Release Date: Sep 9, 2016
Record label: Loma Vista Recordings
Genre(s): Pop/Rock, Alternative/Indie Rock, Indie Rock, Indie Pop
“I want to start again.” As opening lines go, that’s pretty direct. As statements of intent go though, that’s something of a gauntlet to throw down. But three-and-a-half years on from Hummingbird, it’s the right move for Local Natives to make. Where that album was - in both the making and the listening - heavy, emotionally shattering and, eventually, beautifully cathartic, from the title down Sunlit Youth is about what happens when you throw the curtains wide again.
Local Natives’ journey between 2013’s ‘Hummingbird’ and today has been one defined by self-reflection. Having made a significant statement with their breakthrough debut ‘Gorilla Manor’ at the turn of the decade, the growth that we saw in the form of ‘Hummingbird’ was nothing if not logical. Comparisons to contemporaries were commonplace, with parallels to the likes of Fleet Foxes and The National no doubt fuelled by the latter’s Aaron Dessner producing Natives’ second LP.
Local Natives' sophomore LP, 2013's Hummingbird, took a moderately darker, more atmospheric turn, reflecting a period of personal loss for the group. Things are looking up on their follow-up, Sunlit Youth. The band's typically detailed arrangements, often noted for their multi-part harmonies and Afro-pop rhythms, get a boost from electronics here that's apparent from track one, "Villainy." A slice of pure synth pop led by shimmering textures and mechanical drums, its vocal harmonies and wafting melody still mark it theirs, as do the song's evolving rhythms.
Over six years and two albums, L.A.'s Local Natives have consistently churned out catchy indie rock tracks with an ear for the anthemic. On their third LP, Sunlit Youth, the quintet dip their toes into a more experimental sound without falling off the deep-end, making for a satisfying if not completely riveting listen.The band's new bells and whistles are immediately demonstrated on opener "Villainy," which features bubbling synths and drum machine behind singer/guitarist Taylor Wise's trademark wail. Even more daring is "Coins," a taut, brash funk cut that's unlike anything else on the record.These little experimentations are welcome additions to Local Natives' trademark sound, which otherwise remains largely intact here.
At some point in the ‘00s, adding electronica became the go-to gambit for indie bands looking to progress their sound. There’s not always a great deal of lateral thinking to it. Don’t want to be accused of stagnation? Write your songs, add some synthesizers, and no one can say you didn’t at least try. Establishing themselves as a premier purveyor of widescreen baroque pop on Gorilla Manor (2009) and Hummingbird (2013), Local Natives have felt the tug at their heels.
Between their 2010 debut Gorilla Manor and 2013’s Hummingbird, Local Natives garnered a reputation in the indie landscape: dependable, gratifying, though not the most innovative. On Gorilla Manor, their cinematic emotions and soaring harmonies referenced the National’s slow-burning sweep and Fleet Foxes’ wide-eyed, bucolic tumble. With Hummingbird, Local Natives grew up with a more meditative album that dealt with the death of vocalist/keyboardist Kelcey Ayer’s mother.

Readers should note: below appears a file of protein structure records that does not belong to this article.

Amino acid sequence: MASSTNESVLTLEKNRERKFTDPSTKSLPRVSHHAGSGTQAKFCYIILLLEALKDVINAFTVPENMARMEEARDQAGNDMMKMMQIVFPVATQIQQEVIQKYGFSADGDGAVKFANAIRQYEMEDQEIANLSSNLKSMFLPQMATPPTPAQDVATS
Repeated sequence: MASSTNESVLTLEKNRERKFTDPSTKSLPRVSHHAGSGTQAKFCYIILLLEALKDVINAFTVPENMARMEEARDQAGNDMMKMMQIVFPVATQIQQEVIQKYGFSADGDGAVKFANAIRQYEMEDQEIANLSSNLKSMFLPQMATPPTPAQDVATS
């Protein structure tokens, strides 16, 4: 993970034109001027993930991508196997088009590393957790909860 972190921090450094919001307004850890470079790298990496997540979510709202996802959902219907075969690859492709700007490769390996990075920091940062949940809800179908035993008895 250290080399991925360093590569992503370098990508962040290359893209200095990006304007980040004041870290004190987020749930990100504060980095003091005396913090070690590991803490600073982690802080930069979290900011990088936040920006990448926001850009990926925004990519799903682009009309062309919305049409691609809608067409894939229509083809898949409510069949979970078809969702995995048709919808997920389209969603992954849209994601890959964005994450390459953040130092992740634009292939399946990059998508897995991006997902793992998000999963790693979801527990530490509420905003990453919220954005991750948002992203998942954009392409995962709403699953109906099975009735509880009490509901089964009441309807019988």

As suggested by its title, Local Natives’ third album finds the Los Angeles five-piece in a happier place than they were for 2013’s despair-tinged Hummingbird. Unfortunately, it makes for less absorbing listening. The change isn’t just in tone: where once they were in thrall to Fleet Foxes and the National, their newly emphasised polite euphoria (“We can do whatever we want!” sings Kelcey Ayer on Fountain of Youth) is too frequently backed by Coldplay-esque stadium indie, albeit with less predictable rhythms.
Local Natives have, whether through intentional effort or not, established themselves as the go-to band of inoffensive but charming West Coast indie rock. With a debut that shone with the wide-eyed excitement of a band experiencing first album praise and a touring lifestyle, to a polar opposite sophomore effort that dealt with loss and heartbreak, Local Natives are a band unafraid to let you know exactly what they are feeling. After a brief year-long period of radio silence, Sunlit Youth is the LA quintet's attempt to find out what is next.
Six years ago, Silver Lake residents Local Natives won hearts around the world with immediately gratifying and saccharine-sweet songs; debut Gorilla Manor defined the band’s sound, condensing charming hooks with open-mouthed harmonies and a busy but delicate rhythmic force. For 2013’s follow up Hummingbird, there was a subtle but discernible shift. Whilst stunning in its own right, its appeal was less instant, making more use of build-ups and layering, and on the whole haunted by feelings of grief.
With 2010 debut Gorilla Manor, Local Natives served immediately palatable, but undeniably expansive rock. The Silver Lake fivepiece has pressed its boundaries and challenged its audiences since, a trend that continues on third LP Sunlit Youth. There's so much to recognize as distinctly Local Natives: the climbing, upper-fret guitar lines punctuating "Past Lives," the tribal drumming on "Dark Days," and warm harmonies throughout the album.
After releasing two impressive yet very different albums, the boys of Local Natives faced a crossroads on Sunlit Youth. They could have reverted to the largely cloudless, year-round summer of Gorilla Manor or honed the somber sound of Hummingbird. Instead they chose a more difficult road, tiptoeing the line between their past works while incorporating shades of mainstream indie rock, doing so with minimal missteps.